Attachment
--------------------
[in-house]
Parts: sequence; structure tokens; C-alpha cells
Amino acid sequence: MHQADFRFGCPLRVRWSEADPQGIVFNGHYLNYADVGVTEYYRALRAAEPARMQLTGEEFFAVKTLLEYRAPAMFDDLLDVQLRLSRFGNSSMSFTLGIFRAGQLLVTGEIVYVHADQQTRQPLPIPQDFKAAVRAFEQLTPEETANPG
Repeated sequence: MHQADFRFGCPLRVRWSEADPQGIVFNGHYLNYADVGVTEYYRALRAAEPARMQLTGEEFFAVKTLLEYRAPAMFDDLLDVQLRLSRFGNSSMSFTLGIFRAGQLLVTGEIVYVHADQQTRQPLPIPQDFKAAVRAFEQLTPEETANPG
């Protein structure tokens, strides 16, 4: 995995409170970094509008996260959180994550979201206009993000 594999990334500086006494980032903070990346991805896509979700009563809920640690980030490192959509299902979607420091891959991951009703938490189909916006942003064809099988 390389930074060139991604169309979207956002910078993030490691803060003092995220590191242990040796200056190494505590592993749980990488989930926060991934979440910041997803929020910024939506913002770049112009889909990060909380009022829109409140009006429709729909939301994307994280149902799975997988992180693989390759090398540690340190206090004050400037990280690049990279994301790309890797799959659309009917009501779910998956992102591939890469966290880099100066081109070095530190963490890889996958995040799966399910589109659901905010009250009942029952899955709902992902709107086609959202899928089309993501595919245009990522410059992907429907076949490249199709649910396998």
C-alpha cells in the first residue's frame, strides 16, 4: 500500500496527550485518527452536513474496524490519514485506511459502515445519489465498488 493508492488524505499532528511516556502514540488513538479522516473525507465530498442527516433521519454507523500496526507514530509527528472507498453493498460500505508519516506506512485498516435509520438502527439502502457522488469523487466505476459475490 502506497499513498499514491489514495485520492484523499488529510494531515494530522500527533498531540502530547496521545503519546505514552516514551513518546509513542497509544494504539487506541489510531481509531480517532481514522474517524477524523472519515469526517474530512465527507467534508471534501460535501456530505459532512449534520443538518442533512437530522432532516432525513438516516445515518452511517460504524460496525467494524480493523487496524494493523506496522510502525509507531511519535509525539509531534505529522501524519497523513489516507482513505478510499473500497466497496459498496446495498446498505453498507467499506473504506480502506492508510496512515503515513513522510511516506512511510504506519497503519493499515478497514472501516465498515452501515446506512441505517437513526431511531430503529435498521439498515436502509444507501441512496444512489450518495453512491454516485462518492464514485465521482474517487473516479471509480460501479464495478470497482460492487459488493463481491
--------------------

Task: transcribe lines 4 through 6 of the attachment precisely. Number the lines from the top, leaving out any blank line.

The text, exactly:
Repeated sequence: MHQADFRFGCPLRVRWSEADPQGIVFNGHYLNYADVGVTEYYRALRAAEPARMQLTGEEFFAVKTLLEYRAPAMFDDLLDVQLRLSRFGNSSMSFTLGIFRAGQLLVTGEIVYVHADQQTRQPLPIPQDFKAAVRAFEQLTPEETANPG
């Protein structure tokens, strides 16, 4: 995995409170970094509008996260959180994550979201206009993000 594999990334500086006494980032903070990346991805896509979700009563809920640690980030490192959509299902979607420091891959991951009703938490189909916006942003064809099988 390389930074060139991604169309979207956002910078993030490691803060003092995220590191242990040796200056190494505590592993749980990488989930926060991934979440910041997803929020910024939506913002770049112009889909990060909380009022829109409140009006429709729909939301994307994280149902799975997988992180693989390759090398540690340190206090004050400037990280690049990279994301790309890797799959659309009917009501779910998956992102591939890469966290880099100066081109070095530190963490890889996958995040799966399910589109659901905010009250009942029952899955709902992902709107086609959202899928089309993501595919245009990522410059992907429907076949490249199709649910396998």
C-alpha cells in the first residue's frame, strides 16, 4: 500500500496527550485518527452536513474496524490519514485506511459502515445519489465498488 493508492488524505499532528511516556502514540488513538479522516473525507465530498442527516433521519454507523500496526507514530509527528472507498453493498460500505508519516506506512485498516435509520438502527439502502457522488469523487466505476459475490 502506497499513498499514491489514495485520492484523499488529510494531515494530522500527533498531540502530547496521545503519546505514552516514551513518546509513542497509544494504539487506541489510531481509531480517532481514522474517524477524523472519515469526517474530512465527507467534508471534501460535501456530505459532512449534520443538518442533512437530522432532516432525513438516516445515518452511517460504524460496525467494524480493523487496524494493523506496522510502525509507531511519535509525539509531534505529522501524519497523513489516507482513505478510499473500497466497496459498496446495498446498505453498507467499506473504506480502506492508510496512515503515513513522510511516506512511510504506519497503519493499515478497514472501516465498515452501515446506512441505517437513526431511531430503529435498521439498515436502509444507501441512496444512489450518495453512491454516485462518492464514485465521482474517487473516479471509480460501479464495478470497482460492487459488493463481491